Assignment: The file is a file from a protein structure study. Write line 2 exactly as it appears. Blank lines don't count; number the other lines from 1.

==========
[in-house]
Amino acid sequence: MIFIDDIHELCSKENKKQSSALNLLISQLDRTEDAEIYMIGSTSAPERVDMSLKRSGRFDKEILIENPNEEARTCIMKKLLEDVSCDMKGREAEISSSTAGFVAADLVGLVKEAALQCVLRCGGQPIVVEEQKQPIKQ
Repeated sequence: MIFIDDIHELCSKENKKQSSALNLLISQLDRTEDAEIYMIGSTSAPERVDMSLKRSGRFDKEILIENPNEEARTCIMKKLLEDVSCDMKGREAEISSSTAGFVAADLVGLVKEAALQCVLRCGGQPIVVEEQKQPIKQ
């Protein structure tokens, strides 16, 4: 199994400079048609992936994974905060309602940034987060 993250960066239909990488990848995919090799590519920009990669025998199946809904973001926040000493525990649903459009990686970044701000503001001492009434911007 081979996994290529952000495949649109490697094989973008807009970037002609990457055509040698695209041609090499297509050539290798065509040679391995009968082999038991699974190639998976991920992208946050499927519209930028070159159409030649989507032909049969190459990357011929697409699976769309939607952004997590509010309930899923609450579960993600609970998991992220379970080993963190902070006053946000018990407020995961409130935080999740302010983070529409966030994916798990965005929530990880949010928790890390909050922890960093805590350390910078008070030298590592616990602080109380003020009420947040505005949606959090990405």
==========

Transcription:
Amino acid sequence: MIFIDDIHELCSKENKKQSSALNLLISQLDRTEDAEIYMIGSTSAPERVDMSLKRSGRFDKEILIENPNEEARTCIMKKLLEDVSCDMKGREAEISSSTAGFVAADLVGLVKEAALQCVLRCGGQPIVVEEQKQPIKQ